As beef requires a large sound fire, mutton must have a brisk and sharp one; if you wish to have mutton tender it should be hung as long as it will keep, and then good eight-tooth, i. e. four years' old mutton is as good earing as venison.
603. The Leg, Haunch, & Saddle will be the better for being hung up in a cool airy place for four or five days at least; in temperate weather a week; in cold weather, ten days. A leg of eight pounds will take about two hours; let it be well basted.
604. A Chine or Saddle - i.e. the two loins, of ten or eleven pounds - two hours and a half. It is the business of the butcher to take off the skin and skewer it on again, to defend the meat from extreme heat, and preserve its succulence. If this is neglected, tie a sheet of paper over it; baste the strings you tie it on with directly, or they will burn. About a quarter of an hour before you think it will be done, take off the skin or paper, that it may get a pale brown colour, and then baste it, and flour it lightly to froth it.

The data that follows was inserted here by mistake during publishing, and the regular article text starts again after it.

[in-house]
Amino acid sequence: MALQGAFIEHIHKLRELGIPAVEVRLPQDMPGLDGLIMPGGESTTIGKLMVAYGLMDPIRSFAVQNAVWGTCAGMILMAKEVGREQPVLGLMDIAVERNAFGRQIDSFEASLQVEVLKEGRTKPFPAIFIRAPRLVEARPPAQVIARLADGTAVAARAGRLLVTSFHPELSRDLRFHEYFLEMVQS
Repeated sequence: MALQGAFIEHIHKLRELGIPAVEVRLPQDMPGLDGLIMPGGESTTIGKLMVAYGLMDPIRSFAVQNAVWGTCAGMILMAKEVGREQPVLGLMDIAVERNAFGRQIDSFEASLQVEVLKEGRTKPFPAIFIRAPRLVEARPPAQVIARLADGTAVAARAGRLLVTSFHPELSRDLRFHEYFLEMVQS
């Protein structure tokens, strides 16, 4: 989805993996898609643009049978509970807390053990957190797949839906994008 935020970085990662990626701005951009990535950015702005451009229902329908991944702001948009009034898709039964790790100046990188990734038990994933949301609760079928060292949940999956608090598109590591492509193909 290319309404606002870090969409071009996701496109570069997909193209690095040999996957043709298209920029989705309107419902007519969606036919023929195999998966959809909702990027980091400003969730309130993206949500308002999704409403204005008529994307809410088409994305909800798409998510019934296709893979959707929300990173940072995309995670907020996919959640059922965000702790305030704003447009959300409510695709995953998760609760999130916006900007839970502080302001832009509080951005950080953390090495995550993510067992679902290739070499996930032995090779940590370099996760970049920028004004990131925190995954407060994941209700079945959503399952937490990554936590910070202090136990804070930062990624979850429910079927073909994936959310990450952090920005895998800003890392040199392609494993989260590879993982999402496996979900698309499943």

606. A Loin of Mutton, from an hour and a half to an hour and three-quarters. The most elegant way of carving this is to cut it lengthwise, as you do a saddle. A neck about the same time as a loin. It must be carefully jointed, or it is very difficult to carve.
607. The Neck and Breast are, in small families, commonly roasted together. The cook will then crack the bones across the middle before they are put down to roast. If this is not done carefully they are very trouble-some to curve. A breast, an hour and a quarter.
608. A Haunch - i.e., the leg and part of the loin of mutton. Send up two sauce-boats with it; one of rich drawn mutton gravy, made without spice or herbs, and the other of sweet sauce. It generally weighs about fifteen pounds, and requires about three hours and a half to roast it.